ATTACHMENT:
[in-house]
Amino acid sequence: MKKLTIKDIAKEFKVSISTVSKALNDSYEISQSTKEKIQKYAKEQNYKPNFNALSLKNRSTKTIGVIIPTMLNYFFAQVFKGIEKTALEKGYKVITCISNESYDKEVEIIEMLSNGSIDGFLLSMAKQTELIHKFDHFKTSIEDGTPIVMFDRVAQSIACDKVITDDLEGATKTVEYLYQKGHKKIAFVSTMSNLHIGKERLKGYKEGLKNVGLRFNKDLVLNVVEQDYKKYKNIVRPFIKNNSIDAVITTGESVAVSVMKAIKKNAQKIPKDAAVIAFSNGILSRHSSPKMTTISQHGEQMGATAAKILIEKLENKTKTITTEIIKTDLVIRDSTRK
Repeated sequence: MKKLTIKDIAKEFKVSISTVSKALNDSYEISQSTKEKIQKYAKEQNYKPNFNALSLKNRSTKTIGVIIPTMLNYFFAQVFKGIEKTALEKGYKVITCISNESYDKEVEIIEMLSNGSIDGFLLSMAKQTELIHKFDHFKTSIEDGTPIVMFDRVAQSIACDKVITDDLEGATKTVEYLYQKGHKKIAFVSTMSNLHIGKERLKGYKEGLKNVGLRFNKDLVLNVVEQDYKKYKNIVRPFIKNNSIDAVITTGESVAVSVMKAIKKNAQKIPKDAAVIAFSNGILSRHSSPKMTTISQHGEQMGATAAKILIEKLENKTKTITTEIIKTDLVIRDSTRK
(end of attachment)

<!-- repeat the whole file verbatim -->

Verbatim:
[in-house]
Amino acid sequence: MKKLTIKDIAKEFKVSISTVSKALNDSYEISQSTKEKIQKYAKEQNYKPNFNALSLKNRSTKTIGVIIPTMLNYFFAQVFKGIEKTALEKGYKVITCISNESYDKEVEIIEMLSNGSIDGFLLSMAKQTELIHKFDHFKTSIEDGTPIVMFDRVAQSIACDKVITDDLEGATKTVEYLYQKGHKKIAFVSTMSNLHIGKERLKGYKEGLKNVGLRFNKDLVLNVVEQDYKKYKNIVRPFIKNNSIDAVITTGESVAVSVMKAIKKNAQKIPKDAAVIAFSNGILSRHSSPKMTTISQHGEQMGATAAKILIEKLENKTKTITTEIIKTDLVIRDSTRK
Repeated sequence: MKKLTIKDIAKEFKVSISTVSKALNDSYEISQSTKEKIQKYAKEQNYKPNFNALSLKNRSTKTIGVIIPTMLNYFFAQVFKGIEKTALEKGYKVITCISNESYDKEVEIIEMLSNGSIDGFLLSMAKQTELIHKFDHFKTSIEDGTPIVMFDRVAQSIACDKVITDDLEGATKTVEYLYQKGHKKIAFVSTMSNLHIGKERLKGYKEGLKNVGLRFNKDLVLNVVEQDYKKYKNIVRPFIKNNSIDAVITTGESVAVSVMKAIKKNAQKIPKDAAVIAFSNGILSRHSSPKMTTISQHGEQMGATAAKILIEKLENKTKTITTEIIKTDLVIRDSTRK